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Rise & Shine: Proposal to remove charter cap coming today

News from New York City:

  • School aides are reporting to school today after a judge rejected the city’s bid to fire them. (Daily News)
  • An Assemblyman is calling today for ditching the charter school cap so the state can get RttT funds. (Post)
  • A Bronx charter school chain, Carl C. Icahn, wants to keep copying its original successful school. (Post)
  • A new report has found that schools with arts also have highest graduation rates. (Times, Daily News)
  • Principals and advocates say the schools just can’t handle any more budget cuts. (NY1)
  • A school nurse in Queens highlights the challenges nurses face in the H1N1 era. (Times)
  • At a parent rally yesterday, Bill Thompson accused Bloomberg of lying about schools. (Daily News)
  • The principal of Luperon HS says Bill Thompson is unfairly blaming school failure on principals. (Post)
  • The Post says both Bloomberg and Thompson have education pros and cons, but Bloomberg is better.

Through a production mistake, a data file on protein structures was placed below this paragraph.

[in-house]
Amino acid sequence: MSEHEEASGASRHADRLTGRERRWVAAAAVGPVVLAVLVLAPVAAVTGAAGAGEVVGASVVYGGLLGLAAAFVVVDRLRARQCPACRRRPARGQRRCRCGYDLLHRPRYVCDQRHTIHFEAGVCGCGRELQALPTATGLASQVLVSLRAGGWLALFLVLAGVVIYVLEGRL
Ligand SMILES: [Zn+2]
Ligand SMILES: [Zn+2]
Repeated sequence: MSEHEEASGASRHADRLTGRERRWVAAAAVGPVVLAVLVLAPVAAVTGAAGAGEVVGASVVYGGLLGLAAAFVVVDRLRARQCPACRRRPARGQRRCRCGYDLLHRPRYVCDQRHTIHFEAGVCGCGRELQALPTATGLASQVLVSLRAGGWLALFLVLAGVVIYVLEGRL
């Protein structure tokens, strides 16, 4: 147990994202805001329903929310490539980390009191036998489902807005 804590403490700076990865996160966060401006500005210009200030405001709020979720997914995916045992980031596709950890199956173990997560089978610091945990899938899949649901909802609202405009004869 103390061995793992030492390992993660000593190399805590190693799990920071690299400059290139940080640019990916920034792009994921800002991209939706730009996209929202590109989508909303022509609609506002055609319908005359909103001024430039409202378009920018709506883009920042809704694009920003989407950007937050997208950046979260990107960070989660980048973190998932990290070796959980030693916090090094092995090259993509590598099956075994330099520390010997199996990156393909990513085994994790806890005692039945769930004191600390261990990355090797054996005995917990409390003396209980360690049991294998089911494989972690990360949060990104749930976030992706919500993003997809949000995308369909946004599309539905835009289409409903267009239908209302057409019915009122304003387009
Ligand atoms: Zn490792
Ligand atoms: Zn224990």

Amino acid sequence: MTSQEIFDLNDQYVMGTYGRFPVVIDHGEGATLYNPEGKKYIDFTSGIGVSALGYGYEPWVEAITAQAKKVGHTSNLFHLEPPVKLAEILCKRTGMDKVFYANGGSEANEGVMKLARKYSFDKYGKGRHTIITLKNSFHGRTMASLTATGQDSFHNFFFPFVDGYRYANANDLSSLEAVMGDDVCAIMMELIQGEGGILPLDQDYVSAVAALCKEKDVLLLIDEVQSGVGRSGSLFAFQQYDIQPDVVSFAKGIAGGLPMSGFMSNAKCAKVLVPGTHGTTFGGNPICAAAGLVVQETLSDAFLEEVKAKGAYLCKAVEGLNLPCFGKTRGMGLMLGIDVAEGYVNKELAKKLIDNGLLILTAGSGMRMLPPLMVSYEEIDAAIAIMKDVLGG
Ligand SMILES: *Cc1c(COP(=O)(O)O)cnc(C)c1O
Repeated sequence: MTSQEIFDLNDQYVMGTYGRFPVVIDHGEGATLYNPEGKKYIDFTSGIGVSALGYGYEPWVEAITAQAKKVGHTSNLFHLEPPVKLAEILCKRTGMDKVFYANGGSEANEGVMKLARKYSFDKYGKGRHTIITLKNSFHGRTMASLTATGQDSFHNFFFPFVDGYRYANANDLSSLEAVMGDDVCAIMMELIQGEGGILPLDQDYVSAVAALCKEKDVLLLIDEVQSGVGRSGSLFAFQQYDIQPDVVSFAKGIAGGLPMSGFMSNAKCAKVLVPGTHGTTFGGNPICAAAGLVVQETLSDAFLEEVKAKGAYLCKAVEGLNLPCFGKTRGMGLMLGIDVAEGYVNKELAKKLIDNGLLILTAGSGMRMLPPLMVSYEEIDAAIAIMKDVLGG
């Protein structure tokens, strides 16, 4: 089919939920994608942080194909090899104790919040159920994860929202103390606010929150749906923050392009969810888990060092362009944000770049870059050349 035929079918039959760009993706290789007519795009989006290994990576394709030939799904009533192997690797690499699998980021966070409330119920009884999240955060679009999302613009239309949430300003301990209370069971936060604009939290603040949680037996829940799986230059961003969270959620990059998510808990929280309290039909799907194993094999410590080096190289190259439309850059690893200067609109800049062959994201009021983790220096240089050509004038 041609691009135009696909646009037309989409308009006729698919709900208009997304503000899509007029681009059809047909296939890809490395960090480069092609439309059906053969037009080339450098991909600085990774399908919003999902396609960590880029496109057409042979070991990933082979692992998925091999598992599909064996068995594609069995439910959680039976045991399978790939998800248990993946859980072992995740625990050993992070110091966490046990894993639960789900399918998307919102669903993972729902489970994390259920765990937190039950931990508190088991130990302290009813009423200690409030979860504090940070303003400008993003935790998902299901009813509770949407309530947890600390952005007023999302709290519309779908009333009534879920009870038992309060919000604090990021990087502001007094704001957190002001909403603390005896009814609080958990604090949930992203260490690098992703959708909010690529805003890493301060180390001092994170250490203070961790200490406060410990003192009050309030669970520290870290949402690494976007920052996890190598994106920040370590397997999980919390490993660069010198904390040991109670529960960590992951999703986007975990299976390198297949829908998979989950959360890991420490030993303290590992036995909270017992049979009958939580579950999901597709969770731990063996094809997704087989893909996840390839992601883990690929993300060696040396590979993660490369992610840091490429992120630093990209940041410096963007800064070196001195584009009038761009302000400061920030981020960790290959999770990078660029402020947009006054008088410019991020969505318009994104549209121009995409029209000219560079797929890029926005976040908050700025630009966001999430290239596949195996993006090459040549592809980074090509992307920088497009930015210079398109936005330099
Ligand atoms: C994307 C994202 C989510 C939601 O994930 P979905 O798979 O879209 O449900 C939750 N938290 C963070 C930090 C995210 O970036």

• A new private school on the Upper West Side caters to children who are shut out of G&T. (Times)
  • The Daily News argues that last week’s NAEP scores don’t say anything about New York City schools.
  • The Post, on the other hand, says the NAEP-state test score discrepancy is a cause for concern.
  • A Brooklyn 8th-grader has been out of school for a month to avoid bullying, a columnist writes. (Post)
  • New York Cares sent thousands of volunteers into 117 schools this weekend to beautify them. (NY1)

And beyond:

  • Randi Weingarten: The new, tougher teachers contract in New Haven is a model. (Wall Street Journal)
  • Readers respond to Nicholas Kristof’s column about the problem posed by teachers unions. (Times)
  • Jay Mathews explains why the international math test doesn’t reflect school learning. (Washington Post)
  • The future of D.C.’s school voucher program is suddenly looking brighter. (Wall Street Journal)
  • The D.C. Council heard testimony about Michelle Rhee’s teacher layoffs until 4 a.m. (Washington Post)
  • An Atlanta lawyer for death row inmates joined TFA and now works in a middle school. (Times)

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